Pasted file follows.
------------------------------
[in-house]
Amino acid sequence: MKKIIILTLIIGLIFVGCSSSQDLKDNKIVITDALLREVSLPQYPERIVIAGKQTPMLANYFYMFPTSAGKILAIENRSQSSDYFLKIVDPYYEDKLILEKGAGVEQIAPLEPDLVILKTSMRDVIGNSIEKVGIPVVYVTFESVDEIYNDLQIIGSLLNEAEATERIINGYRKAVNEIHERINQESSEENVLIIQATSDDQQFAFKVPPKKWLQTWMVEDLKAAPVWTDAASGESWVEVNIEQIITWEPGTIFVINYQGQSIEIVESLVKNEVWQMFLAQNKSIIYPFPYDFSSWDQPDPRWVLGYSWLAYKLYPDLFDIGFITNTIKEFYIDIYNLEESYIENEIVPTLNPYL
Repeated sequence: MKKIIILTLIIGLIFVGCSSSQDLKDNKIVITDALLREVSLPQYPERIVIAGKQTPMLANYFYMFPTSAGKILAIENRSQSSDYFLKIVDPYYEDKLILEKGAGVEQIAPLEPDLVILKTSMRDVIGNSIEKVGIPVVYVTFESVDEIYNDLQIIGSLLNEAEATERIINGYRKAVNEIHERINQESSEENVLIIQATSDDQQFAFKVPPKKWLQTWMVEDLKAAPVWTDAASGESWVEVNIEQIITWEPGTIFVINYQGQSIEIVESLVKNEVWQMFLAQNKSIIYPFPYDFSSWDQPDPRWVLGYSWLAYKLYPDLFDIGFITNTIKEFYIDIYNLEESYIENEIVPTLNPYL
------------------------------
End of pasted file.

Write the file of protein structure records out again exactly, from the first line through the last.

[in-house]
Amino acid sequence: MKKIIILTLIIGLIFVGCSSSQDLKDNKIVITDALLREVSLPQYPERIVIAGKQTPMLANYFYMFPTSAGKILAIENRSQSSDYFLKIVDPYYEDKLILEKGAGVEQIAPLEPDLVILKTSMRDVIGNSIEKVGIPVVYVTFESVDEIYNDLQIIGSLLNEAEATERIINGYRKAVNEIHERINQESSEENVLIIQATSDDQQFAFKVPPKKWLQTWMVEDLKAAPVWTDAASGESWVEVNIEQIITWEPGTIFVINYQGQSIEIVESLVKNEVWQMFLAQNKSIIYPFPYDFSSWDQPDPRWVLGYSWLAYKLYPDLFDIGFITNTIKEFYIDIYNLEESYIENEIVPTLNPYL
Repeated sequence: MKKIIILTLIIGLIFVGCSSSQDLKDNKIVITDALLREVSLPQYPERIVIAGKQTPMLANYFYMFPTSAGKILAIENRSQSSDYFLKIVDPYYEDKLILEKGAGVEQIAPLEPDLVILKTSMRDVIGNSIEKVGIPVVYVTFESVDEIYNDLQIIGSLLNEAEATERIINGYRKAVNEIHERINQESSEENVLIIQATSDDQQFAFKVPPKKWLQTWMVEDLKAAPVWTDAASGESWVEVNIEQIITWEPGTIFVINYQGQSIEIVESLVKNEVWQMFLAQNKSIIYPFPYDFSSWDQPDPRWVLGYSWLAYKLYPDLFDIGFITNTIKEFYIDIYNLEESYIENEIVPTLNPYL